Finite element analysis of dental implant-bone system during and after implantation
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Development of an ideal replacement for a missing tooth has been a major aim of dentistry for millennia . Since Br宥mark  discovered the phenomenon whereby metallic implants, particularly when made of titanium, promoted a process now termed "osseointegration", dental implants have become widely used to replace missing teeth. Although implants exhibit dentally acceptable retention rates (roughly 95% after 5 years), there are significantly more failures in areas where bone quality and density are low, resulting in poor patient outcome and costing an estimated $AUD15 million per year in Australia. This research team also believes that most failures arise from poor clinical technique and inadequate understanding of the potentially damaging stress characteristics during implant placement and function. Finite Element Method (FEM) has become one of the most successful analysis tools used for solving dental related problems. As such, the innovative work of this team is to develop a comprehensive Finite Element Analysis (FEA) process to model the performance of the boneimplant system during implantation, as well as throughout the phases of healing, remodelling and maintenance of osseointegration. Summarised herein are six research domains that quantify the stress distribution characteristics within: (1) the mandible as influenced by a combined variation of implant geometry and bone properties; (2) the implant with various implant wall thicknesses; (3) the mandible as influenced by Nobel Biocare, 3i and Neoss implant thread designs; (4) the prosthetic crown with external and internal abutment-crown connection systems; (5) the mandible in a step-wise simulation of the insertion process; and (6) the mandible for implant thread forming, cutting and the combination of forming and cutting through dynamic modelling of the implantation procedure. An advanced understanding of the stress characteristics within the bone-implant system and the corresponding response of bone is the key in the development of a 'treatment planning database tool'. This in turn will increase the quality of preoperative planning, clinical techniques and outcomes.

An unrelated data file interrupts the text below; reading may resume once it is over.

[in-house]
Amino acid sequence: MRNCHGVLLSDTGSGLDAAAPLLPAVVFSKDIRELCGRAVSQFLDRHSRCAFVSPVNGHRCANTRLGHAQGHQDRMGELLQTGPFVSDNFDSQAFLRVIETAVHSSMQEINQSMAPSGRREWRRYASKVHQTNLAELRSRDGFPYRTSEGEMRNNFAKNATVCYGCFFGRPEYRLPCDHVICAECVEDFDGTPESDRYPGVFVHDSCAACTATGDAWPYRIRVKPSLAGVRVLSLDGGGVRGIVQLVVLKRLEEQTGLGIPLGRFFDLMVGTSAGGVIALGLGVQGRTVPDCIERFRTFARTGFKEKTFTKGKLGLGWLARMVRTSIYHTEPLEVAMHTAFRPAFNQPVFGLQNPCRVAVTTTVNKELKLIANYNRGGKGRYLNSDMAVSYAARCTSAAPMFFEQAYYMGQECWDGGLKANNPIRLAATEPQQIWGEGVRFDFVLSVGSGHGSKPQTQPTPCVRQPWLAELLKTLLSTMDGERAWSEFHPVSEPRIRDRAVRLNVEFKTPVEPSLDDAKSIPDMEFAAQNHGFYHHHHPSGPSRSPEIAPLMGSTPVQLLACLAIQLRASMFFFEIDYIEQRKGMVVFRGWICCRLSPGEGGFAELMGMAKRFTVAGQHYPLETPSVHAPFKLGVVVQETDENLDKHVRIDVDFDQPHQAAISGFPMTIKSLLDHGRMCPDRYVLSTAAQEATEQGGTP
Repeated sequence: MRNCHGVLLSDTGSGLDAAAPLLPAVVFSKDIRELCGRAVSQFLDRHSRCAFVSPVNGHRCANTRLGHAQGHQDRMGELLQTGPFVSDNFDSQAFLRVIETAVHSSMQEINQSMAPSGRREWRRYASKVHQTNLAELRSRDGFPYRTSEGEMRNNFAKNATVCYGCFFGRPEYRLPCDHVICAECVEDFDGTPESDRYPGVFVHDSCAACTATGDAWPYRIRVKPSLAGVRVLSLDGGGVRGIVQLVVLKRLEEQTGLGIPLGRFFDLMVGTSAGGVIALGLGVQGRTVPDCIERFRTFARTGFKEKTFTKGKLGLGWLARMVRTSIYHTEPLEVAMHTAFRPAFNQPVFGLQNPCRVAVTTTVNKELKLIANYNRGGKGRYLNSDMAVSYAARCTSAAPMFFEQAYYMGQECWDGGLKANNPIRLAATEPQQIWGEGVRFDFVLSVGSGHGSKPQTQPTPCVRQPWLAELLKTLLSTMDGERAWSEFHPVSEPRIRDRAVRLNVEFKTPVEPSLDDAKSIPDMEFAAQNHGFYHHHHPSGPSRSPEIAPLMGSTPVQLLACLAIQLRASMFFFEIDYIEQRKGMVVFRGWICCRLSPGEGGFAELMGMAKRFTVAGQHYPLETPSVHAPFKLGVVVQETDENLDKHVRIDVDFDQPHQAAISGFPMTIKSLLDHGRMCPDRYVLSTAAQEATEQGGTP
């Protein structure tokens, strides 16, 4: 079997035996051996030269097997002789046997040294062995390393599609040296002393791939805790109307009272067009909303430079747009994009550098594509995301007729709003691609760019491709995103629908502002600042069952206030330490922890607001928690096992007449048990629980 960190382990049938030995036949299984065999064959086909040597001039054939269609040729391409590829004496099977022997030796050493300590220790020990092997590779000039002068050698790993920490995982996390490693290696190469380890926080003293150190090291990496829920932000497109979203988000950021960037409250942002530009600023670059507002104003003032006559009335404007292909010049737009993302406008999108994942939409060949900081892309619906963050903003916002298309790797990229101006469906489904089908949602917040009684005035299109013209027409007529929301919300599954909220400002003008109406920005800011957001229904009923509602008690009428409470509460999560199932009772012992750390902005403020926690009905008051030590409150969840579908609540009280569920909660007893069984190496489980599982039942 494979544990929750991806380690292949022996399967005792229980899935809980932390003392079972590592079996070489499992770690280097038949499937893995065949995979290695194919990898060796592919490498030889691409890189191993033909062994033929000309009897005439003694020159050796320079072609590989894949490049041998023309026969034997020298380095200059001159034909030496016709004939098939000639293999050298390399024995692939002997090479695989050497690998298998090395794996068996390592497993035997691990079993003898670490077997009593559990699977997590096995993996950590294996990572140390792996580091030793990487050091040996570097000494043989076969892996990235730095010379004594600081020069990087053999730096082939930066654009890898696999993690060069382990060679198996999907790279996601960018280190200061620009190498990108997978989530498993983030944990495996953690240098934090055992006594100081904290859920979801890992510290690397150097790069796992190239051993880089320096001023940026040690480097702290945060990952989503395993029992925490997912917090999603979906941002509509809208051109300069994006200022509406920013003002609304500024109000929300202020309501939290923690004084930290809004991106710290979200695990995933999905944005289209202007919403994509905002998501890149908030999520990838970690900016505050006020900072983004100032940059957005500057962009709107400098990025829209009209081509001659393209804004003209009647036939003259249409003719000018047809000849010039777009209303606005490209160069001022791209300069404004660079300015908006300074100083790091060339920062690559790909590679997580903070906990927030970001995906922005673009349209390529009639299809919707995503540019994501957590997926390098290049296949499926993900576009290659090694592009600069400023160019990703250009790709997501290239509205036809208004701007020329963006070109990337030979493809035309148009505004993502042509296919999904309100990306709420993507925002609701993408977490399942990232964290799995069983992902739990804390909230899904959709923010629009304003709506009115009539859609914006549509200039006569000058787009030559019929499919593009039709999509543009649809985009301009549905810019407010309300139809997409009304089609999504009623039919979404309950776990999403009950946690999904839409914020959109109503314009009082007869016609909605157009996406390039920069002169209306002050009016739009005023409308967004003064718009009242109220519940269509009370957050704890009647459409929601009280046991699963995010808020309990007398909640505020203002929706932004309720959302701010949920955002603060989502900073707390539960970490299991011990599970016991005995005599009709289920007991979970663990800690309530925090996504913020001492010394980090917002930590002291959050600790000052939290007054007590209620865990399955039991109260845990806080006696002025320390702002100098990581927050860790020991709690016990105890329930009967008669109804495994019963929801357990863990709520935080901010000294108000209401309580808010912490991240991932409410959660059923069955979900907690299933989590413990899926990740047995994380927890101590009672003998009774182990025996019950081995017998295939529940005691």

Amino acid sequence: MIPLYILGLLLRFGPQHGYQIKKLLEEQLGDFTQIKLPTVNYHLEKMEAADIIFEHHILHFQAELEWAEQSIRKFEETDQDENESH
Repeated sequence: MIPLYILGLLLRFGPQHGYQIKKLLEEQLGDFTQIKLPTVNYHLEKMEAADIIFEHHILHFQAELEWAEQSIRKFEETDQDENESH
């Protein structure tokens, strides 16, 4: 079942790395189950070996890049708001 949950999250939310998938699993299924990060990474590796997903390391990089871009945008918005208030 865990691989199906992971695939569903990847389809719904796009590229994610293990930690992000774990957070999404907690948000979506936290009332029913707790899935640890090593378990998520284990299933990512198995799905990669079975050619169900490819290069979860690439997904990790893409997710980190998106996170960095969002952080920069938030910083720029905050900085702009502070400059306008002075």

The Professor Lee Seng Lip Symposium, March 21-22, 2011: A tribute to his contributions to Civil Engineering – Education, Research, and Practice